Sovereign Risk Index

Sovereign Risk Index

Sovereign Bond Risk Index July 2016

Drawing on a pool of more than 30 measures spanning financial data, surveys and political insights, the BlackRock Sovereign Risk Index (BSRI) provides investors with a framework for tracking sovereign credit risk in 50 countries.

The BSRI breaks down the data into four main categories that each count toward a country’s final BSRI score and ranking: Fiscal Space (40%), Willingness to Pay (30%), External Finance Position (20%) and Financial Sector Health (10%). For full details, seeHOW IT WORKS below

Quarterly Update – July 2016

  • The U.K. suffered a hefty decline in its Willingness to Pay score in the wake of its vote to leave the European Union. Political risks have risen on a change in political leadership and uncertainties over the Brexit process. The UK’s overall ranking held steady at 18th place, but its Fiscal Space will come under scrutiny as the Brexit aftermath unfolds.
  • China posted the biggest rankings decline with a three-notch fall to 32nd place. This was mostly a result of shuffles of its close neighbours in the index. China’sFinancial Sector Health score slumped against a backdrop of rapid credit growth. Norway was another notable mover. Its score declined as falling oil revenues eroded its fiscal surplus, but the country remains the leader of the BSRI pack in rankings terms.
  • Greece climbed two notches to 47th place, its highest position since the index’s launch in 2011. An improvement in Fiscal Space amid fiscal austerity measures was the big driver. Venezuela, already at the bottom of the index, posted the largest score decline. Its scores fell across all four BSRI metrics on falling growth projections, weak oil prices and poor government effectiveness.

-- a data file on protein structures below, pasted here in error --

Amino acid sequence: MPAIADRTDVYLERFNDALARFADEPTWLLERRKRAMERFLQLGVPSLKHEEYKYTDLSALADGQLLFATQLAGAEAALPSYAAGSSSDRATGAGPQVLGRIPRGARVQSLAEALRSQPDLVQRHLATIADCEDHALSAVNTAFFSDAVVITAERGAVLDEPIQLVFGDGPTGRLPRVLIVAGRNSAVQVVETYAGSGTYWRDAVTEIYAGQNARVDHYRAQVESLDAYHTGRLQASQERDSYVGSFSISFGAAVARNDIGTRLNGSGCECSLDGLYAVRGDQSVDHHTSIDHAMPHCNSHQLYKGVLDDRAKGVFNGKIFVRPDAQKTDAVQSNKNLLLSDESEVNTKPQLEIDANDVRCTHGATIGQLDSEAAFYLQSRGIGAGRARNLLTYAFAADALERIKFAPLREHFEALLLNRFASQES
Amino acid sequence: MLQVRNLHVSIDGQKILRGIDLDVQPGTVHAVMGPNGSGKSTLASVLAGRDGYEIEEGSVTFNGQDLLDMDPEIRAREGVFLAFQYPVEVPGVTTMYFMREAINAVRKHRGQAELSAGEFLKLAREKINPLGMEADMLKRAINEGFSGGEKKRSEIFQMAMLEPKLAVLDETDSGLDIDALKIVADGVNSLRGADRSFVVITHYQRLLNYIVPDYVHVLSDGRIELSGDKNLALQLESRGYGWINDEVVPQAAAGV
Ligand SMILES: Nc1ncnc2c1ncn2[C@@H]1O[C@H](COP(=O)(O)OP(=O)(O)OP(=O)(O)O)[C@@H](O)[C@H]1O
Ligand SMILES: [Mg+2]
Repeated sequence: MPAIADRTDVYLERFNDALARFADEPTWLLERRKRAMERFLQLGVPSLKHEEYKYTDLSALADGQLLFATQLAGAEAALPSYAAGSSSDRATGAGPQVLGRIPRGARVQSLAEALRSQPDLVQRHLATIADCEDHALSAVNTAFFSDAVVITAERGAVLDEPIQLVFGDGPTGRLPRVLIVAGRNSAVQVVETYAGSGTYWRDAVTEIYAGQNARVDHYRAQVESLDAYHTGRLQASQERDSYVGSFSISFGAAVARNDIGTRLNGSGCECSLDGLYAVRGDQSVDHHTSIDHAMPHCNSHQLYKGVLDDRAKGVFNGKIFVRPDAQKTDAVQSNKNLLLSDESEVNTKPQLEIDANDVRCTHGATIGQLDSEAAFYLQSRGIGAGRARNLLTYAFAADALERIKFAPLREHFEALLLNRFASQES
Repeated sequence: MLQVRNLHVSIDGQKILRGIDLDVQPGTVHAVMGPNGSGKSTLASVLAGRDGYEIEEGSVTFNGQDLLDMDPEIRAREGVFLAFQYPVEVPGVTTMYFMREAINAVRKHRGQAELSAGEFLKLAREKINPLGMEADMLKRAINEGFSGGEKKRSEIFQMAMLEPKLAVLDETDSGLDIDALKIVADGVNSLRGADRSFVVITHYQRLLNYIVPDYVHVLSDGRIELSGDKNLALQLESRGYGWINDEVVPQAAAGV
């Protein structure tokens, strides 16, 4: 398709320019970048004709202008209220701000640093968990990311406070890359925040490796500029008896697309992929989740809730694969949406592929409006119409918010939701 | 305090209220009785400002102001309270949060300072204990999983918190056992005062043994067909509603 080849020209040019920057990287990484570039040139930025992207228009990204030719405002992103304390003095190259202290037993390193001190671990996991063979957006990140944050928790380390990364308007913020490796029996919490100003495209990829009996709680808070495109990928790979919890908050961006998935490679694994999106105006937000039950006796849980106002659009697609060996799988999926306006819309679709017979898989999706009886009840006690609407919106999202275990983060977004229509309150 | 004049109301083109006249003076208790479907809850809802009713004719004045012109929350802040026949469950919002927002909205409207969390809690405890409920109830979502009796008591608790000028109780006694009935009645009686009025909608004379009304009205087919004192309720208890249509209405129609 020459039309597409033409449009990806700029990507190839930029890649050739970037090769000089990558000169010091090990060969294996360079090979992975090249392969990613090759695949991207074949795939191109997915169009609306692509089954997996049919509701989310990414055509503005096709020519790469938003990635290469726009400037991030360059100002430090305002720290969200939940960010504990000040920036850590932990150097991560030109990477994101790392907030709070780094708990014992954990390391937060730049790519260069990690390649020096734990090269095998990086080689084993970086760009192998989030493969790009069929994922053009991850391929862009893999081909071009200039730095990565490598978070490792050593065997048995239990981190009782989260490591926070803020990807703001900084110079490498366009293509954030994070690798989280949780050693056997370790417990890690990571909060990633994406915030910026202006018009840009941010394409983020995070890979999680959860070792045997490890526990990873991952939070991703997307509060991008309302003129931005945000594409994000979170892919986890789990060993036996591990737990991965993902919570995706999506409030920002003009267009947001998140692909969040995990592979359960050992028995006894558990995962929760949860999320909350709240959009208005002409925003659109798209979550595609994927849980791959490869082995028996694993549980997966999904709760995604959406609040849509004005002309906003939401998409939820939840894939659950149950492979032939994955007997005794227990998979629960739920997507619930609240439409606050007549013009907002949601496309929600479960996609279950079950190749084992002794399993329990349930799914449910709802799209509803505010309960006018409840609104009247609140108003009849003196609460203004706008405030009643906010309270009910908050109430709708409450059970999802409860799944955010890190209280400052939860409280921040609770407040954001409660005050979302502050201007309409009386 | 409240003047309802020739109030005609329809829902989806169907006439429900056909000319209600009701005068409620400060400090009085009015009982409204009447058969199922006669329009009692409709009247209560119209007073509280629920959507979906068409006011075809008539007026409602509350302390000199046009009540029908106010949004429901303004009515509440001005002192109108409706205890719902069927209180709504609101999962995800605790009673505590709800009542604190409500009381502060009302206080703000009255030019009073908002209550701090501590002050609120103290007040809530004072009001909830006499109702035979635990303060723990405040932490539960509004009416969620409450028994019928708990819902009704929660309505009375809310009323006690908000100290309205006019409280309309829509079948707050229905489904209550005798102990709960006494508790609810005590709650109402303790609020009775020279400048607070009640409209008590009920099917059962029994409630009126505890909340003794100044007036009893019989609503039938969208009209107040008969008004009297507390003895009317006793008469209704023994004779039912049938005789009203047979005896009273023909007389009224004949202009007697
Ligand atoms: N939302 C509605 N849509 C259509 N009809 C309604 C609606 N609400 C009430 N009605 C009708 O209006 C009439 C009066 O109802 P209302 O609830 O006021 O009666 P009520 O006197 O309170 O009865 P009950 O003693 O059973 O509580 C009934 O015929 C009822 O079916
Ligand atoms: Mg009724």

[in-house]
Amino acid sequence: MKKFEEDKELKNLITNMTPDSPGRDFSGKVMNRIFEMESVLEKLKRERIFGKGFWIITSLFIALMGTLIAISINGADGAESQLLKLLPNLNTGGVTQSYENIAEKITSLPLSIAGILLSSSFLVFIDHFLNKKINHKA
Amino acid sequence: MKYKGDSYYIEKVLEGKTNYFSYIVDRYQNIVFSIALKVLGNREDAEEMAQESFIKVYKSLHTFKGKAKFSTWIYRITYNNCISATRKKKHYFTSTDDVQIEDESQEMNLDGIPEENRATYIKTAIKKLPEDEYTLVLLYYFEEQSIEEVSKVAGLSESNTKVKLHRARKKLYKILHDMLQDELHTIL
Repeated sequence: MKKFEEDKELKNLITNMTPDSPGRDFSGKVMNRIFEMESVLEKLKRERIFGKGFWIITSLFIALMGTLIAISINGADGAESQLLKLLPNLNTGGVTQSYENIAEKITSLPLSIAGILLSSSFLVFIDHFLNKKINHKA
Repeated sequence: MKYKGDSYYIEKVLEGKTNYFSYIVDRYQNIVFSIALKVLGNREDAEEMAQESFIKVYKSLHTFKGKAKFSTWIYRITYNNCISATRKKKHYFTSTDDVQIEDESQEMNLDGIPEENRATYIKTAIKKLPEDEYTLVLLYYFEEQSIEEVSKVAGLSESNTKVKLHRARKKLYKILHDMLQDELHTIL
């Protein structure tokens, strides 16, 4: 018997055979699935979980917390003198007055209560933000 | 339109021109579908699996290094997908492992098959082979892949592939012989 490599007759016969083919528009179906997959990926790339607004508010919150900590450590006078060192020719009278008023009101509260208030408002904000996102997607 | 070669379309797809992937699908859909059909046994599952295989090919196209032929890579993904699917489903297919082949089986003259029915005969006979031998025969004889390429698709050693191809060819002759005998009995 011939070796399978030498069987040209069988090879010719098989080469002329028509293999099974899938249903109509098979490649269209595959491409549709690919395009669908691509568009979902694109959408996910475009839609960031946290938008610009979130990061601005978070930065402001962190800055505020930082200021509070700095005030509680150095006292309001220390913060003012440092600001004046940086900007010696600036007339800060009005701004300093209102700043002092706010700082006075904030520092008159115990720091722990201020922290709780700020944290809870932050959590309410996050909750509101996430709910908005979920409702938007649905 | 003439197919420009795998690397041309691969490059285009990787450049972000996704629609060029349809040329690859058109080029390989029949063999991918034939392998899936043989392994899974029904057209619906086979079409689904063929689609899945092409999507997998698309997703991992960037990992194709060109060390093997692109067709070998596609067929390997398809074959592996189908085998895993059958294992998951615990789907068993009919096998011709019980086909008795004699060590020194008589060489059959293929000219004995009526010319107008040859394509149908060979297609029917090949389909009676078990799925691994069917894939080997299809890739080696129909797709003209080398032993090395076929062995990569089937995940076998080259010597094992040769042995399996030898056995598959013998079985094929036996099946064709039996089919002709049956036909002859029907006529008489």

HOW IT WORKS

  • Fiscal Space—This category assesses if the fiscal dynamics of a particular country are on a sustainable path. It estimates how close a country is to breaking through a level of debt that will cause it to default (i.e., the concept of proximity to distress), and how large of an adjustment is necessary in order to achieve an appropriate debt/GDP level in the future (i.e., the concept of distance from stability).
  • External Finance Position—The factors in this category measure how leveraged a country might be to macroeconomic trade and policy shocks outside of its control.
  • Financial Sector Health—This category considers the degree to which the financial sector of a country poses a threat to its creditworthiness, were the sector were to be nationalized, and estimates the likelihood that the financial sector may require nationalization.
  • Willingness to Pay—In this category we group factors which gauge if a country displays qualitative cultural and institutional traits that suggest both ability and willingness to pay off real debts.

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